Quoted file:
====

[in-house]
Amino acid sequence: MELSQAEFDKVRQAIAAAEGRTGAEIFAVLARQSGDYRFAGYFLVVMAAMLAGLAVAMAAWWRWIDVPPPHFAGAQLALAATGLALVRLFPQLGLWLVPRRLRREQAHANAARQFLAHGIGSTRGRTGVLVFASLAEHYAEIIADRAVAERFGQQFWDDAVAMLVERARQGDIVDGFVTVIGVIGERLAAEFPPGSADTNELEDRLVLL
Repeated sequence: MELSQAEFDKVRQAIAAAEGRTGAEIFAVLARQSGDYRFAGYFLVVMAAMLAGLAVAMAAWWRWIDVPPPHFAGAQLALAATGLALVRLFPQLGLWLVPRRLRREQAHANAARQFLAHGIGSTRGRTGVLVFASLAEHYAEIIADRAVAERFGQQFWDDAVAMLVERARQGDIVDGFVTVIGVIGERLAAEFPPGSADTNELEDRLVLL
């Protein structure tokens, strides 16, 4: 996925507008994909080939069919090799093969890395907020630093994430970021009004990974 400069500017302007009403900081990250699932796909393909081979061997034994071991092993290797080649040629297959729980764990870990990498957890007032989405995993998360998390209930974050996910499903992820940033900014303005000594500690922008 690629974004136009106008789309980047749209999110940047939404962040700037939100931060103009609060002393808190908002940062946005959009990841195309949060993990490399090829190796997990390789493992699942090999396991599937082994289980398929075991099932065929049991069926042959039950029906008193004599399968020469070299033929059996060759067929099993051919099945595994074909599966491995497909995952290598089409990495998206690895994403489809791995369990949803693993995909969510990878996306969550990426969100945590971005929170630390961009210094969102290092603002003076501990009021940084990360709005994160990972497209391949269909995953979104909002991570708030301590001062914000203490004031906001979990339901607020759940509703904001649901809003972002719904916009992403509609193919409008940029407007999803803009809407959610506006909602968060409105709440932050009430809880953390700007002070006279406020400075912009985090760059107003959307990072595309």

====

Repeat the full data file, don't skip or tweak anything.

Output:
[in-house]
Amino acid sequence: MELSQAEFDKVRQAIAAAEGRTGAEIFAVLARQSGDYRFAGYFLVVMAAMLAGLAVAMAAWWRWIDVPPPHFAGAQLALAATGLALVRLFPQLGLWLVPRRLRREQAHANAARQFLAHGIGSTRGRTGVLVFASLAEHYAEIIADRAVAERFGQQFWDDAVAMLVERARQGDIVDGFVTVIGVIGERLAAEFPPGSADTNELEDRLVLL
Repeated sequence: MELSQAEFDKVRQAIAAAEGRTGAEIFAVLARQSGDYRFAGYFLVVMAAMLAGLAVAMAAWWRWIDVPPPHFAGAQLALAATGLALVRLFPQLGLWLVPRRLRREQAHANAARQFLAHGIGSTRGRTGVLVFASLAEHYAEIIADRAVAERFGQQFWDDAVAMLVERARQGDIVDGFVTVIGVIGERLAAEFPPGSADTNELEDRLVLL
């Protein structure tokens, strides 16, 4: 996925507008994909080939069919090799093969890395907020630093994430970021009004990974 400069500017302007009403900081990250699932796909393909081979061997034994071991092993290797080649040629297959729980764990870990990498957890007032989405995993998360998390209930974050996910499903992820940033900014303005000594500690922008 690629974004136009106008789309980047749209999110940047939404962040700037939100931060103009609060002393808190908002940062946005959009990841195309949060993990490399090829190796997990390789493992699942090999396991599937082994289980398929075991099932065929049991069926042959039950029906008193004599399968020469070299033929059996060759067929099993051919099945595994074909599966491995497909995952290598089409990495998206690895994403489809791995369990949803693993995909969510990878996306969550990426969100945590971005929170630390961009210094969102290092603002003076501990009021940084990360709005994160990972497209391949269909995953979104909002991570708030301590001062914000203490004031906001979990339901607020759940509703904001649901809003972002719904916009992403509609193919409008940029407007999803803009809407959610506006909602968060409105709440932050009430809880953390700007002070006279406020400075912009985090760059107003959307990072595309």